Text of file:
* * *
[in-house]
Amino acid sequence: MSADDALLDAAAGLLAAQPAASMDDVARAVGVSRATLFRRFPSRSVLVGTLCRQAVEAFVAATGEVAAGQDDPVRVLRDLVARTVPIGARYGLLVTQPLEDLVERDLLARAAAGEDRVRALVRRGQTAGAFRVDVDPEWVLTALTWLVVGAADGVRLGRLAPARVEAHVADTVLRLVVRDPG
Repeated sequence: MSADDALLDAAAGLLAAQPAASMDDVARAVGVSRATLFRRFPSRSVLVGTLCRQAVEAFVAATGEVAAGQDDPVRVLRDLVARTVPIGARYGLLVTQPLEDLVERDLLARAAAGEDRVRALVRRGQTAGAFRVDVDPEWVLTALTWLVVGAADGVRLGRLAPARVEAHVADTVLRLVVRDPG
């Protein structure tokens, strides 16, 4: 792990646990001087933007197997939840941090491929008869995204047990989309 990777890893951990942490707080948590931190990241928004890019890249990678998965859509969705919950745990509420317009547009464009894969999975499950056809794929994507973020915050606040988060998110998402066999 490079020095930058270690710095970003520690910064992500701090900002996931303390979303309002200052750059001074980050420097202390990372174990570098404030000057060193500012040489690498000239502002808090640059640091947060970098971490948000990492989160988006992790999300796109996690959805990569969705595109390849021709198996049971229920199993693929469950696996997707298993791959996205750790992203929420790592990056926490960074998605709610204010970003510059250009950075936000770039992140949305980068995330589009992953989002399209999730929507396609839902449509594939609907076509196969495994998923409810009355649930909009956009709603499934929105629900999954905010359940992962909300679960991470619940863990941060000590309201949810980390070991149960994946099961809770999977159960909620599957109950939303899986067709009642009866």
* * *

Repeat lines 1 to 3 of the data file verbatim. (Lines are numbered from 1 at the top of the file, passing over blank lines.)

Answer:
[in-house]
Amino acid sequence: MSADDALLDAAAGLLAAQPAASMDDVARAVGVSRATLFRRFPSRSVLVGTLCRQAVEAFVAATGEVAAGQDDPVRVLRDLVARTVPIGARYGLLVTQPLEDLVERDLLARAAAGEDRVRALVRRGQTAGAFRVDVDPEWVLTALTWLVVGAADGVRLGRLAPARVEAHVADTVLRLVVRDPG
Repeated sequence: MSADDALLDAAAGLLAAQPAASMDDVARAVGVSRATLFRRFPSRSVLVGTLCRQAVEAFVAATGEVAAGQDDPVRVLRDLVARTVPIGARYGLLVTQPLEDLVERDLLARAAAGEDRVRALVRRGQTAGAFRVDVDPEWVLTALTWLVVGAADGVRLGRLAPARVEAHVADTVLRLVVRDPG